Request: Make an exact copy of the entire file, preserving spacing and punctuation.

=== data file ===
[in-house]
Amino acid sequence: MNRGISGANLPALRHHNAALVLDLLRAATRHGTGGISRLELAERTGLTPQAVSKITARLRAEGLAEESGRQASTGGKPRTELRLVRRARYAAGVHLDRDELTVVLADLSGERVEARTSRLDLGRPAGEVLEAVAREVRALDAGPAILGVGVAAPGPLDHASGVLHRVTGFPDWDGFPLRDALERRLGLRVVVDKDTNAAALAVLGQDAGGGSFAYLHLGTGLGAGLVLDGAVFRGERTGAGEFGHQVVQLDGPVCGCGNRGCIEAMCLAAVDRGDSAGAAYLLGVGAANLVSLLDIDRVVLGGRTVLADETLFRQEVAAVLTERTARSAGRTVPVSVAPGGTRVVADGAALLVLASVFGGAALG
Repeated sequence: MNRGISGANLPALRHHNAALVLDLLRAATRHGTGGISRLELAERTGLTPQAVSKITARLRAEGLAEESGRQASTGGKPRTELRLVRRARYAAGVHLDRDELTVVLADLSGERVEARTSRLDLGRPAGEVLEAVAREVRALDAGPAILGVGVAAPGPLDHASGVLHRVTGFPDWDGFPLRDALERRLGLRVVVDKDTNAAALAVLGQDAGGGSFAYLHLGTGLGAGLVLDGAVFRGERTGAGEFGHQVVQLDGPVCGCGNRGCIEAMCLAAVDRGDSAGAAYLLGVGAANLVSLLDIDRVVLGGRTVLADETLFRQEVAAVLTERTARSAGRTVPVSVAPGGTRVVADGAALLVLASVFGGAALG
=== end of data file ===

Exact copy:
[in-house]
Amino acid sequence: MNRGISGANLPALRHHNAALVLDLLRAATRHGTGGISRLELAERTGLTPQAVSKITARLRAEGLAEESGRQASTGGKPRTELRLVRRARYAAGVHLDRDELTVVLADLSGERVEARTSRLDLGRPAGEVLEAVAREVRALDAGPAILGVGVAAPGPLDHASGVLHRVTGFPDWDGFPLRDALERRLGLRVVVDKDTNAAALAVLGQDAGGGSFAYLHLGTGLGAGLVLDGAVFRGERTGAGEFGHQVVQLDGPVCGCGNRGCIEAMCLAAVDRGDSAGAAYLLGVGAANLVSLLDIDRVVLGGRTVLADETLFRQEVAAVLTERTARSAGRTVPVSVAPGGTRVVADGAALLVLASVFGGAALG
Repeated sequence: MNRGISGANLPALRHHNAALVLDLLRAATRHGTGGISRLELAERTGLTPQAVSKITARLRAEGLAEESGRQASTGGKPRTELRLVRRARYAAGVHLDRDELTVVLADLSGERVEARTSRLDLGRPAGEVLEAVAREVRALDAGPAILGVGVAAPGPLDHASGVLHRVTGFPDWDGFPLRDALERRLGLRVVVDKDTNAAALAVLGQDAGGGSFAYLHLGTGLGAGLVLDGAVFRGERTGAGEFGHQVVQLDGPVCGCGNRGCIEAMCLAAVDRGDSAGAAYLLGVGAANLVSLLDIDRVVLGGRTVLADETLFRQEVAAVLTERTARSAGRTVPVSVAPGGTRVVADGAALLVLASVFGGAALG